I turned around to see an elderly gentleman walking past my home with a grocery bag in his hands. “Yes!” I said. “Always!”

I had to smile. He wasn’t actually what I was picturing as help.

“Here,” he said, reaching into his bag, “I’ve got something for your hard work.” And he pulled out a handful of bing cherries.

My very favorite fruit — “better than candy,” I always said.

I smiled, put out my hands, and thanked him. “God bless you! Have a great day”

“I am,” he said. “I am!”

I set the cherries down on a bench on my porch and returned to my stuck saw. With new determination I pulled hard and the saw broke free. A minute later I had the shoot cut down.

Sometimes a simple act — even a handful of cherries — can be an answer to prayer. Sometimes WE are the answer to someone else’s prayer — maybe even that ride to church that another person needs or a word of encouragement or a helping hand.

There’s an expression going around: Love Does. I agree. Love is not just words — it is demonstrated.

Similarly, I wonder if this is also true: Prayer Does. I know that God says “Be still” sometimes, but what if we stepped out in faith anticipating the answer.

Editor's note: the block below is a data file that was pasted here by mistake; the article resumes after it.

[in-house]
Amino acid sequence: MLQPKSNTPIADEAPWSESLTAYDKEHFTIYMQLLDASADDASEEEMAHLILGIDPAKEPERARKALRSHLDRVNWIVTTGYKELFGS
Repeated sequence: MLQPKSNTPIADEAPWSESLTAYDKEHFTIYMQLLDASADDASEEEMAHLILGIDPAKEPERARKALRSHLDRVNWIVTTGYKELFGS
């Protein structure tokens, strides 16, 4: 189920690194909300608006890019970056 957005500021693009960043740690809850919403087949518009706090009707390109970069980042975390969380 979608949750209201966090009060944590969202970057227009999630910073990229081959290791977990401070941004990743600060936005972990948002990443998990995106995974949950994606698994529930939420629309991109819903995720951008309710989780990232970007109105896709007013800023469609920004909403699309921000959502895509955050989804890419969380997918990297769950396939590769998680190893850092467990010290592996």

I am just believing that Prayer Does. What do you think?

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Not tire[d] of prayer

A deflated tire can inflate our need for prayer.

A deflated tire can inflate our need for prayer.


A dashboard light came on, indicating that one of my tires was low. I was twelve miles from home with another thirty-plus to Reno, where I would inspire and organize church folks to prayerwalk around three local public schools and two college campuses in just over an hour.

Feeling a little desperate, worried, and clueless about what to do in the middle of nowhere, I stopped and did what any woman might do — call my husband and play a little helpless, hoping he would offer to rescue me. He didn’t. But with his coaching, I headed back onto the highway and made it to our church.

As I prayed my way along the highway, I realized God had me right where he wanted me — desperately trusting him. However, because I absolutely knew that God wanted me at that prayerwalk event, I could also boldly and confidently pray that he would show up bigtime as we prayerwalked those schools that morning. He did!

Desperate confidence is my new approach to prayer. I desperately need God for every single moment of my day, but I can confidently, even audaciously ask him for the big things of life beyond my reach.

Try on some desperate confidence today. It seems a little oxymoronic, but I think it’s just how God wants to meet us.